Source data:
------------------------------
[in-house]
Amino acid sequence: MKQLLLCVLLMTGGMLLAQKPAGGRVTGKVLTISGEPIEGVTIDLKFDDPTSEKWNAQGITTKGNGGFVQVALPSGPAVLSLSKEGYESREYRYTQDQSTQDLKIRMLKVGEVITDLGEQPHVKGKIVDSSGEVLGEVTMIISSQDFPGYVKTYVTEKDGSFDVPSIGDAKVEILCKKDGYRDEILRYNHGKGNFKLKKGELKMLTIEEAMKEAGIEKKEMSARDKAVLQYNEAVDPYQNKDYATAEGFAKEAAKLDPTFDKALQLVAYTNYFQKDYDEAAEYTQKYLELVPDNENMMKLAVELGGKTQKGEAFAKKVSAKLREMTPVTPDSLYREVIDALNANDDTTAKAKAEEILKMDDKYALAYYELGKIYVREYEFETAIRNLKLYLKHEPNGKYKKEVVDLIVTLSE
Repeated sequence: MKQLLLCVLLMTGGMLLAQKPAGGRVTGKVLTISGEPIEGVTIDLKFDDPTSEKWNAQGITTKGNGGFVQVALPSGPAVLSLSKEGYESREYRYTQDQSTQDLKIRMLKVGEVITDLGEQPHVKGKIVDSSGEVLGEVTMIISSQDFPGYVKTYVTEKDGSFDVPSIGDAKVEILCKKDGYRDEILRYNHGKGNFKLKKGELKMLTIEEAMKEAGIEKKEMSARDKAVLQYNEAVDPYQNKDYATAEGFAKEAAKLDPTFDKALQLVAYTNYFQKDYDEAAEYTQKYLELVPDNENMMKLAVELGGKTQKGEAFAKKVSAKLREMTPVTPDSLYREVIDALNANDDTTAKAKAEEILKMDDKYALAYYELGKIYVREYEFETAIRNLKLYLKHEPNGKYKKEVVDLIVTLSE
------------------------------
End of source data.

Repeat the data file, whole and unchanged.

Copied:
[in-house]
Amino acid sequence: MKQLLLCVLLMTGGMLLAQKPAGGRVTGKVLTISGEPIEGVTIDLKFDDPTSEKWNAQGITTKGNGGFVQVALPSGPAVLSLSKEGYESREYRYTQDQSTQDLKIRMLKVGEVITDLGEQPHVKGKIVDSSGEVLGEVTMIISSQDFPGYVKTYVTEKDGSFDVPSIGDAKVEILCKKDGYRDEILRYNHGKGNFKLKKGELKMLTIEEAMKEAGIEKKEMSARDKAVLQYNEAVDPYQNKDYATAEGFAKEAAKLDPTFDKALQLVAYTNYFQKDYDEAAEYTQKYLELVPDNENMMKLAVELGGKTQKGEAFAKKVSAKLREMTPVTPDSLYREVIDALNANDDTTAKAKAEEILKMDDKYALAYYELGKIYVREYEFETAIRNLKLYLKHEPNGKYKKEVVDLIVTLSE
Repeated sequence: MKQLLLCVLLMTGGMLLAQKPAGGRVTGKVLTISGEPIEGVTIDLKFDDPTSEKWNAQGITTKGNGGFVQVALPSGPAVLSLSKEGYESREYRYTQDQSTQDLKIRMLKVGEVITDLGEQPHVKGKIVDSSGEVLGEVTMIISSQDFPGYVKTYVTEKDGSFDVPSIGDAKVEILCKKDGYRDEILRYNHGKGNFKLKKGELKMLTIEEAMKEAGIEKKEMSARDKAVLQYNEAVDPYQNKDYATAEGFAKEAAKLDPTFDKALQLVAYTNYFQKDYDEAAEYTQKYLELVPDNENMMKLAVELGGKTQKGEAFAKKVSAKLREMTPVTPDSLYREVIDALNANDDTTAKAKAEEILKMDDKYALAYYELGKIYVREYEFETAIRNLKLYLKHEPNGKYKKEVVDLIVTLSE